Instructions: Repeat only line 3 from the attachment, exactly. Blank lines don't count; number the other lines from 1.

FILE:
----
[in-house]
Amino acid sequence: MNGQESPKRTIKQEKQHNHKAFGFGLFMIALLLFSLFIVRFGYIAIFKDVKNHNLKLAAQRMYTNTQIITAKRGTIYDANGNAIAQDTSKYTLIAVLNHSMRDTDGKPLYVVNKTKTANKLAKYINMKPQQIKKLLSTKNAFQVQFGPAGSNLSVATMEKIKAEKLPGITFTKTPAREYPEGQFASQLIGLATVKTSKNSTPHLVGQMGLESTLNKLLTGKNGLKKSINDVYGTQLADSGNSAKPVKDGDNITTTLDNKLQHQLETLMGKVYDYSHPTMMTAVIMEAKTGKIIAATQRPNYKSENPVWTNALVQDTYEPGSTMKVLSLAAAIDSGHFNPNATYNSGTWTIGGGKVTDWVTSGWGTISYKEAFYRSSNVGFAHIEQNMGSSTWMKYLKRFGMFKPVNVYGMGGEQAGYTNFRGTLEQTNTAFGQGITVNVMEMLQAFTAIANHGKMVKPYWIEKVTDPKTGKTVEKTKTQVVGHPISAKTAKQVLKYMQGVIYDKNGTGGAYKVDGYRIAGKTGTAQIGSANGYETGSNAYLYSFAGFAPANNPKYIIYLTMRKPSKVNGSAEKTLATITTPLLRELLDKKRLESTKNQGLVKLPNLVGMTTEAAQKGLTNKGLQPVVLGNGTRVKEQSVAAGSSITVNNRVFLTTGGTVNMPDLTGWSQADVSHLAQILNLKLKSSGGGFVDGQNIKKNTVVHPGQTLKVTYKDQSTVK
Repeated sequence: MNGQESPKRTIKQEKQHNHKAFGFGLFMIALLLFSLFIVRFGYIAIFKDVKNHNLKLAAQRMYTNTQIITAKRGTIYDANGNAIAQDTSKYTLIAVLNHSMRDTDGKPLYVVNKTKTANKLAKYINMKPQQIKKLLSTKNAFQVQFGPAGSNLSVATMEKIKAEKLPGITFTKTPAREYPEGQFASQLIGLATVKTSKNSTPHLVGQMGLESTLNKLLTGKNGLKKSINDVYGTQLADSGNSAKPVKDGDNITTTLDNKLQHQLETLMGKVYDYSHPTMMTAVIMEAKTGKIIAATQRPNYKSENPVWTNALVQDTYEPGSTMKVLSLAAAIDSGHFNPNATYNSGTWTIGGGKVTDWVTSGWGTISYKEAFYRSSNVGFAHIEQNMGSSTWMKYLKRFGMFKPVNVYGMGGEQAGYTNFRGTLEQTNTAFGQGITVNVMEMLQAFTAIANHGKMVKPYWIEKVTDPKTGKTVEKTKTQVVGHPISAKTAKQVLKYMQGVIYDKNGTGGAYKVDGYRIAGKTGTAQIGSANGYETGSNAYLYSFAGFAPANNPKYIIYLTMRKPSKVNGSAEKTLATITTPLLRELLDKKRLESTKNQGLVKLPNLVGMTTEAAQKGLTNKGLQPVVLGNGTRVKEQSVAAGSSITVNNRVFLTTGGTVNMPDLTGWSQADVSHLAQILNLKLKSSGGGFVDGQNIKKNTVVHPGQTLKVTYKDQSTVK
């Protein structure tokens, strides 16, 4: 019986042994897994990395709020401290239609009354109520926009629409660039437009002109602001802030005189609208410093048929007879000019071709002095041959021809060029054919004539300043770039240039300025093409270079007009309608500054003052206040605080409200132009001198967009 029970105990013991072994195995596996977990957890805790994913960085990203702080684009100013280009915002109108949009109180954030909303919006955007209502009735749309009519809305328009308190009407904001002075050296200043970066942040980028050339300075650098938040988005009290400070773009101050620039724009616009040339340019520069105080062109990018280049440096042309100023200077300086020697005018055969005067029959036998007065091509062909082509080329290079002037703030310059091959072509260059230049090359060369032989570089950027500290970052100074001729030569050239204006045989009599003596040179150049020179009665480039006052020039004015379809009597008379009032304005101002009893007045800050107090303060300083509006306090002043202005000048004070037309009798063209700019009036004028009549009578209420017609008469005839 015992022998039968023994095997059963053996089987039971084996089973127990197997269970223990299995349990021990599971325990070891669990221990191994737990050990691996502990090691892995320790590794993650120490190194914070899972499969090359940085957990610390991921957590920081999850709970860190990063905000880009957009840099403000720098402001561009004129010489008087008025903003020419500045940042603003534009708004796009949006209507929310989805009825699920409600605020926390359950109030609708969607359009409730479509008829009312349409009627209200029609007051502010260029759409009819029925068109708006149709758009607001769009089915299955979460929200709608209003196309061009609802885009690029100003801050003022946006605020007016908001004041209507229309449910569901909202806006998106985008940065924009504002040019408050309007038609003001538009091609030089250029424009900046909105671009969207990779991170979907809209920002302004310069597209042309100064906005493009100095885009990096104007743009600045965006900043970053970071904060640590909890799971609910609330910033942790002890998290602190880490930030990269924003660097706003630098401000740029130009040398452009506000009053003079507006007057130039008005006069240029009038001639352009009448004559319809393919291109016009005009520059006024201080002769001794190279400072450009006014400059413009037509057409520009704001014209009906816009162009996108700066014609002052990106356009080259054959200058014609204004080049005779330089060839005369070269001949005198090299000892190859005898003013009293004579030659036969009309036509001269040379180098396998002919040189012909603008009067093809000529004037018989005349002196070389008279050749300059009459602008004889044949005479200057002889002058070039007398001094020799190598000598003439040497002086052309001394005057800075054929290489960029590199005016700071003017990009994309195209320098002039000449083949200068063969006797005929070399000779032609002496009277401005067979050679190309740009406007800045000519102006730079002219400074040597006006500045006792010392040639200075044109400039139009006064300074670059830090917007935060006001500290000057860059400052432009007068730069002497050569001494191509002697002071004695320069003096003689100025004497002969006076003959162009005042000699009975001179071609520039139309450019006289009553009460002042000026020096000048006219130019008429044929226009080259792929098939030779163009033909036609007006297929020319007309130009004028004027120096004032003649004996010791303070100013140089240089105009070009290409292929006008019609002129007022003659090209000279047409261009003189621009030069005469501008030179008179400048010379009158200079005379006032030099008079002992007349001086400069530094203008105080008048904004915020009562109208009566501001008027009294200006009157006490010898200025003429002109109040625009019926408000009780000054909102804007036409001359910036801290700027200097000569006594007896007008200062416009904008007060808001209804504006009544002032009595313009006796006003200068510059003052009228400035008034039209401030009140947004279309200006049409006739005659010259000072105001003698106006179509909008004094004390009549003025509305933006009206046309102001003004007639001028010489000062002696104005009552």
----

Repeated sequence: MNGQESPKRTIKQEKQHNHKAFGFGLFMIALLLFSLFIVRFGYIAIFKDVKNHNLKLAAQRMYTNTQIITAKRGTIYDANGNAIAQDTSKYTLIAVLNHSMRDTDGKPLYVVNKTKTANKLAKYINMKPQQIKKLLSTKNAFQVQFGPAGSNLSVATMEKIKAEKLPGITFTKTPAREYPEGQFASQLIGLATVKTSKNSTPHLVGQMGLESTLNKLLTGKNGLKKSINDVYGTQLADSGNSAKPVKDGDNITTTLDNKLQHQLETLMGKVYDYSHPTMMTAVIMEAKTGKIIAATQRPNYKSENPVWTNALVQDTYEPGSTMKVLSLAAAIDSGHFNPNATYNSGTWTIGGGKVTDWVTSGWGTISYKEAFYRSSNVGFAHIEQNMGSSTWMKYLKRFGMFKPVNVYGMGGEQAGYTNFRGTLEQTNTAFGQGITVNVMEMLQAFTAIANHGKMVKPYWIEKVTDPKTGKTVEKTKTQVVGHPISAKTAKQVLKYMQGVIYDKNGTGGAYKVDGYRIAGKTGTAQIGSANGYETGSNAYLYSFAGFAPANNPKYIIYLTMRKPSKVNGSAEKTLATITTPLLRELLDKKRLESTKNQGLVKLPNLVGMTTEAAQKGLTNKGLQPVVLGNGTRVKEQSVAAGSSITVNNRVFLTTGGTVNMPDLTGWSQADVSHLAQILNLKLKSSGGGFVDGQNIKKNTVVHPGQTLKVTYKDQSTVK